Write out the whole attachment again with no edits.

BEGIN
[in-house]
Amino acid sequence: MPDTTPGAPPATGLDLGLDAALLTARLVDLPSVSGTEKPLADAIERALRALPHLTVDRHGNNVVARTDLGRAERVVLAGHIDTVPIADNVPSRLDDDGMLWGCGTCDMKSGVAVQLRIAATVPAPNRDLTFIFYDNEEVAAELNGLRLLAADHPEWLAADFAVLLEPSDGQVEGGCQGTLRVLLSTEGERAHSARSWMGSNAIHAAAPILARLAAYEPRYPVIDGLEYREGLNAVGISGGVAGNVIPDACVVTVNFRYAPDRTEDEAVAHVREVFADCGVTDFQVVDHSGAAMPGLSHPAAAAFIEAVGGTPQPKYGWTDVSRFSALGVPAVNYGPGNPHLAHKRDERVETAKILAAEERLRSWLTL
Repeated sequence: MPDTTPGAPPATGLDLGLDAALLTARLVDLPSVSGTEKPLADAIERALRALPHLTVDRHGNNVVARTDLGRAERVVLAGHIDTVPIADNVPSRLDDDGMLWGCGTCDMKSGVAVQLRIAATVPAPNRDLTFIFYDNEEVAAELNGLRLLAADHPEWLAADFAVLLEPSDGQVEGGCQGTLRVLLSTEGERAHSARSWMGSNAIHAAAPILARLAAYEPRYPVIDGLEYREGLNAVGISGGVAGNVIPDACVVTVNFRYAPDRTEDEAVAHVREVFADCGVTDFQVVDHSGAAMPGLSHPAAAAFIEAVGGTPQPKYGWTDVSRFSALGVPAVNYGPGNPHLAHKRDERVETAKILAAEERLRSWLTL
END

[in-house]
Amino acid sequence: MPDTTPGAPPATGLDLGLDAALLTARLVDLPSVSGTEKPLADAIERALRALPHLTVDRHGNNVVARTDLGRAERVVLAGHIDTVPIADNVPSRLDDDGMLWGCGTCDMKSGVAVQLRIAATVPAPNRDLTFIFYDNEEVAAELNGLRLLAADHPEWLAADFAVLLEPSDGQVEGGCQGTLRVLLSTEGERAHSARSWMGSNAIHAAAPILARLAAYEPRYPVIDGLEYREGLNAVGISGGVAGNVIPDACVVTVNFRYAPDRTEDEAVAHVREVFADCGVTDFQVVDHSGAAMPGLSHPAAAAFIEAVGGTPQPKYGWTDVSRFSALGVPAVNYGPGNPHLAHKRDERVETAKILAAEERLRSWLTL
Repeated sequence: MPDTTPGAPPATGLDLGLDAALLTARLVDLPSVSGTEKPLADAIERALRALPHLTVDRHGNNVVARTDLGRAERVVLAGHIDTVPIADNVPSRLDDDGMLWGCGTCDMKSGVAVQLRIAATVPAPNRDLTFIFYDNEEVAAELNGLRLLAADHPEWLAADFAVLLEPSDGQVEGGCQGTLRVLLSTEGERAHSARSWMGSNAIHAAAPILARLAAYEPRYPVIDGLEYREGLNAVGISGGVAGNVIPDACVVTVNFRYAPDRTEDEAVAHVREVFADCGVTDFQVVDHSGAAMPGLSHPAAAAFIEAVGGTPQPKYGWTDVSRFSALGVPAVNYGPGNPHLAHKRDERVETAKILAAEERLRSWLTL